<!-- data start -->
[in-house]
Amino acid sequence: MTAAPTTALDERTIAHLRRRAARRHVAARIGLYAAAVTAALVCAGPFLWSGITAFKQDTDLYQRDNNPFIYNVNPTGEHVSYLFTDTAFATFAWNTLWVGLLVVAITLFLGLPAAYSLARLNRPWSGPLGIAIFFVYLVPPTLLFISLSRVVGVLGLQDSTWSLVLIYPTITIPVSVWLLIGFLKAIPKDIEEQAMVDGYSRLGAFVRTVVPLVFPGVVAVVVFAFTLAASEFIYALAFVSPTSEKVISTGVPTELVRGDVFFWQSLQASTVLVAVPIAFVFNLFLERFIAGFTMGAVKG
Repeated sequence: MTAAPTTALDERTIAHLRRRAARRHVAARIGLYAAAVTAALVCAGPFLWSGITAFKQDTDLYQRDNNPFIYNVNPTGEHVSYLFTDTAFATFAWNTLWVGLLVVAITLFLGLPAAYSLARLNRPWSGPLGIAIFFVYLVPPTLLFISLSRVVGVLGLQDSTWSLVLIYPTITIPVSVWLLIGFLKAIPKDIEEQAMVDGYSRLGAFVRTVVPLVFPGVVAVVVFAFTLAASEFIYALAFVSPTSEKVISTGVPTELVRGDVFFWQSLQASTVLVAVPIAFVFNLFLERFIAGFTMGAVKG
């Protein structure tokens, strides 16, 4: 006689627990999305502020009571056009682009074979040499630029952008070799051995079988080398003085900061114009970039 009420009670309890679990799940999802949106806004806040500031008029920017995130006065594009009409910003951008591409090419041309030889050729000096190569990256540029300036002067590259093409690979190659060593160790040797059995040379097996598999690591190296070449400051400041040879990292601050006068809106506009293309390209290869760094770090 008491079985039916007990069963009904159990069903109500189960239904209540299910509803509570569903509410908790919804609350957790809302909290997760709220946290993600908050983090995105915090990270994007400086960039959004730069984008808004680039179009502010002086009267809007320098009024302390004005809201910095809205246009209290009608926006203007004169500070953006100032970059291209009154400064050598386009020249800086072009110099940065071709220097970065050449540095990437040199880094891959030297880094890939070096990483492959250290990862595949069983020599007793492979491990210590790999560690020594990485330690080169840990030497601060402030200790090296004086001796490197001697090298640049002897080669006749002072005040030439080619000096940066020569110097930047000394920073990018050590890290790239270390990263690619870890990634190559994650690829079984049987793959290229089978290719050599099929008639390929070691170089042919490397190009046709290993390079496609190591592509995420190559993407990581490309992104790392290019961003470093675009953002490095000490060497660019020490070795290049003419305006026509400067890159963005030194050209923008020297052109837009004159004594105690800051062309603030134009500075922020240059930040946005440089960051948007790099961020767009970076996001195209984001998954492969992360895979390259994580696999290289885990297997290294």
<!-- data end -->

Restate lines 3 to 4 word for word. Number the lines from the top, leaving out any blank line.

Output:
Repeated sequence: MTAAPTTALDERTIAHLRRRAARRHVAARIGLYAAAVTAALVCAGPFLWSGITAFKQDTDLYQRDNNPFIYNVNPTGEHVSYLFTDTAFATFAWNTLWVGLLVVAITLFLGLPAAYSLARLNRPWSGPLGIAIFFVYLVPPTLLFISLSRVVGVLGLQDSTWSLVLIYPTITIPVSVWLLIGFLKAIPKDIEEQAMVDGYSRLGAFVRTVVPLVFPGVVAVVVFAFTLAASEFIYALAFVSPTSEKVISTGVPTELVRGDVFFWQSLQASTVLVAVPIAFVFNLFLERFIAGFTMGAVKG
């Protein structure tokens, strides 16, 4: 006689627990999305502020009571056009682009074979040499630029952008070799051995079988080398003085900061114009970039 009420009670309890679990799940999802949106806004806040500031008029920017995130006065594009009409910003951008591409090419041309030889050729000096190569990256540029300036002067590259093409690979190659060593160790040797059995040379097996598999690591190296070449400051400041040879990292601050006068809106506009293309390209290869760094770090 008491079985039916007990069963009904159990069903109500189960239904209540299910509803509570569903509410908790919804609350957790809302909290997760709220946290993600908050983090995105915090990270994007400086960039959004730069984008808004680039179009502010002086009267809007320098009024302390004005809201910095809205246009209290009608926006203007004169500070953006100032970059291209009154400064050598386009020249800086072009110099940065071709220097970065050449540095990437040199880094891959030297880094890939070096990483492959250290990862595949069983020599007793492979491990210590790999560690020594990485330690080169840990030497601060402030200790090296004086001796490197001697090298640049002897080669006749002072005040030439080619000096940066020569110097930047000394920073990018050590890290790239270390990263690619870890990634190559994650690829079984049987793959290229089978290719050599099929008639390929070691170089042919490397190009046709290993390079496609190591592509995420190559993407990581490309992104790392290019961003470093675009953002490095000490060497660019020490070795290049003419305006026509400067890159963005030194050209923008020297052109837009004159004594105690800051062309603030134009500075922020240059930040946005440089960051948007790099961020767009970076996001195209984001998954492969992360895979390259994580696999290289885990297997290294």